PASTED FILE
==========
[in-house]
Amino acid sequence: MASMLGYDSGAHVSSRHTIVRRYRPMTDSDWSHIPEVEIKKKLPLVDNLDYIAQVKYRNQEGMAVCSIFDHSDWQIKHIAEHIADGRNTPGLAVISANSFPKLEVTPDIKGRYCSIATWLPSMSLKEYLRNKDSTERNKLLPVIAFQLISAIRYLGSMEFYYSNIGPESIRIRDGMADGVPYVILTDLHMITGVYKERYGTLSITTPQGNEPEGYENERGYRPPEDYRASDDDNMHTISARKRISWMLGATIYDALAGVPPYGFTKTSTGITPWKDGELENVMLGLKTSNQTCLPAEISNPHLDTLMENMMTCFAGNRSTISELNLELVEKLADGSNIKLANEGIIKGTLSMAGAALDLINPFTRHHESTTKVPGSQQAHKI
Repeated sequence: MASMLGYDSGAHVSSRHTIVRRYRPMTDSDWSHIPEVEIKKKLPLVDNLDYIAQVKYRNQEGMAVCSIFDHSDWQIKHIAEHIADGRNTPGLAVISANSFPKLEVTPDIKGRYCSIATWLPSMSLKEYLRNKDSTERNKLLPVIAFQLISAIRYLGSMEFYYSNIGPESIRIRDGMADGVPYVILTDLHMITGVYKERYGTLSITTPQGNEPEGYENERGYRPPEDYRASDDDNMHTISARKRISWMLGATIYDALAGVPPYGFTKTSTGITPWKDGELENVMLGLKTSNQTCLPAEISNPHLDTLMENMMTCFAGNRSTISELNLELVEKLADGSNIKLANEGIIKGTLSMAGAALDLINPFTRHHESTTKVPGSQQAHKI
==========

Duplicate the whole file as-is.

[in-house]
Amino acid sequence: MASMLGYDSGAHVSSRHTIVRRYRPMTDSDWSHIPEVEIKKKLPLVDNLDYIAQVKYRNQEGMAVCSIFDHSDWQIKHIAEHIADGRNTPGLAVISANSFPKLEVTPDIKGRYCSIATWLPSMSLKEYLRNKDSTERNKLLPVIAFQLISAIRYLGSMEFYYSNIGPESIRIRDGMADGVPYVILTDLHMITGVYKERYGTLSITTPQGNEPEGYENERGYRPPEDYRASDDDNMHTISARKRISWMLGATIYDALAGVPPYGFTKTSTGITPWKDGELENVMLGLKTSNQTCLPAEISNPHLDTLMENMMTCFAGNRSTISELNLELVEKLADGSNIKLANEGIIKGTLSMAGAALDLINPFTRHHESTTKVPGSQQAHKI
Repeated sequence: MASMLGYDSGAHVSSRHTIVRRYRPMTDSDWSHIPEVEIKKKLPLVDNLDYIAQVKYRNQEGMAVCSIFDHSDWQIKHIAEHIADGRNTPGLAVISANSFPKLEVTPDIKGRYCSIATWLPSMSLKEYLRNKDSTERNKLLPVIAFQLISAIRYLGSMEFYYSNIGPESIRIRDGMADGVPYVILTDLHMITGVYKERYGTLSITTPQGNEPEGYENERGYRPPEDYRASDDDNMHTISARKRISWMLGATIYDALAGVPPYGFTKTSTGITPWKDGELENVMLGLKTSNQTCLPAEISNPHLDTLMENMMTCFAGNRSTISELNLELVEKLADGSNIKLANEGIIKGTLSMAGAALDLINPFTRHHESTTKVPGSQQAHKI